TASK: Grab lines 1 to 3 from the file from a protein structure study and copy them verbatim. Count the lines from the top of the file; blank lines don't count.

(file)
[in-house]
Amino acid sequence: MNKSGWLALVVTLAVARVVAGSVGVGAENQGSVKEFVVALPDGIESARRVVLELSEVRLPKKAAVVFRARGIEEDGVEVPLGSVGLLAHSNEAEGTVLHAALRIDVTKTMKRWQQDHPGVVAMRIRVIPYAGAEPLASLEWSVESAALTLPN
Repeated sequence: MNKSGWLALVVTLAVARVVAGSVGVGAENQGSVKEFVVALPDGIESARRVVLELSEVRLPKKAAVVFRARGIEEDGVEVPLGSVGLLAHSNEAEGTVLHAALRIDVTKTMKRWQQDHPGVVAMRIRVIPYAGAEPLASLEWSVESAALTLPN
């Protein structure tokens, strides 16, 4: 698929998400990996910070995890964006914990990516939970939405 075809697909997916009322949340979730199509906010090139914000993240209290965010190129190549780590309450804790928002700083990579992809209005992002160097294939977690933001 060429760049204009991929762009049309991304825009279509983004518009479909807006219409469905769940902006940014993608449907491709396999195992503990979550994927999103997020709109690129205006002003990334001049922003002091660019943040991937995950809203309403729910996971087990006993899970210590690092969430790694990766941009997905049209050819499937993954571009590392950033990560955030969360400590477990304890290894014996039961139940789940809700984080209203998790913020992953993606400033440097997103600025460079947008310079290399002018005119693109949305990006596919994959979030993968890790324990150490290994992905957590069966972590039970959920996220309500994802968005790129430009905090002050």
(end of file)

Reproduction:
[in-house]
Amino acid sequence: MNKSGWLALVVTLAVARVVAGSVGVGAENQGSVKEFVVALPDGIESARRVVLELSEVRLPKKAAVVFRARGIEEDGVEVPLGSVGLLAHSNEAEGTVLHAALRIDVTKTMKRWQQDHPGVVAMRIRVIPYAGAEPLASLEWSVESAALTLPN
Repeated sequence: MNKSGWLALVVTLAVARVVAGSVGVGAENQGSVKEFVVALPDGIESARRVVLELSEVRLPKKAAVVFRARGIEEDGVEVPLGSVGLLAHSNEAEGTVLHAALRIDVTKTMKRWQQDHPGVVAMRIRVIPYAGAEPLASLEWSVESAALTLPN